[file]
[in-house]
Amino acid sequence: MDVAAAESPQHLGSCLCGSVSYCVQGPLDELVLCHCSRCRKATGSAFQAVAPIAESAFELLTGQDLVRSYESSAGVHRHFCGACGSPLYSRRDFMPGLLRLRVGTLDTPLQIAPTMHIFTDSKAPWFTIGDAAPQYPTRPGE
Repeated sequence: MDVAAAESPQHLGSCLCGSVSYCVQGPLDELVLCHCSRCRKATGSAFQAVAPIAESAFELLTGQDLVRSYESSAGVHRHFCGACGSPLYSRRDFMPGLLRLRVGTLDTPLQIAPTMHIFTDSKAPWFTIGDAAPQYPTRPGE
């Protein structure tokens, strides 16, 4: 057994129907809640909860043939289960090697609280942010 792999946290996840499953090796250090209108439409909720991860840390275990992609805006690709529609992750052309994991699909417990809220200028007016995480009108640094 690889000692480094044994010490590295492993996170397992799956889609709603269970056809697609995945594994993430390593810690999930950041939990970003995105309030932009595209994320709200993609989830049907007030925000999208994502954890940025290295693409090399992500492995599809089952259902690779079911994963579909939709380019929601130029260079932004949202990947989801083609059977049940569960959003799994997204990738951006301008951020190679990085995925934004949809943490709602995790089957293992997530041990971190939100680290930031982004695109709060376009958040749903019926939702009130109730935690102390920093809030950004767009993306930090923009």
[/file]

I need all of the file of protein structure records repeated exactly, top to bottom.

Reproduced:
[in-house]
Amino acid sequence: MDVAAAESPQHLGSCLCGSVSYCVQGPLDELVLCHCSRCRKATGSAFQAVAPIAESAFELLTGQDLVRSYESSAGVHRHFCGACGSPLYSRRDFMPGLLRLRVGTLDTPLQIAPTMHIFTDSKAPWFTIGDAAPQYPTRPGE
Repeated sequence: MDVAAAESPQHLGSCLCGSVSYCVQGPLDELVLCHCSRCRKATGSAFQAVAPIAESAFELLTGQDLVRSYESSAGVHRHFCGACGSPLYSRRDFMPGLLRLRVGTLDTPLQIAPTMHIFTDSKAPWFTIGDAAPQYPTRPGE
């Protein structure tokens, strides 16, 4: 057994129907809640909860043939289960090697609280942010 792999946290996840499953090796250090209108439409909720991860840390275990992609805006690709529609992750052309994991699909417990809220200028007016995480009108640094 690889000692480094044994010490590295492993996170397992799956889609709603269970056809697609995945594994993430390593810690999930950041939990970003995105309030932009595209994320709200993609989830049907007030925000999208994502954890940025290295693409090399992500492995599809089952259902690779079911994963579909939709380019929601130029260079932004949202990947989801083609059977049940569960959003799994997204990738951006301008951020190679990085995925934004949809943490709602995790089957293992997530041990971190939100680290930031982004695109709060376009958040749903019926939702009130109730935690102390920093809030950004767009993306930090923009």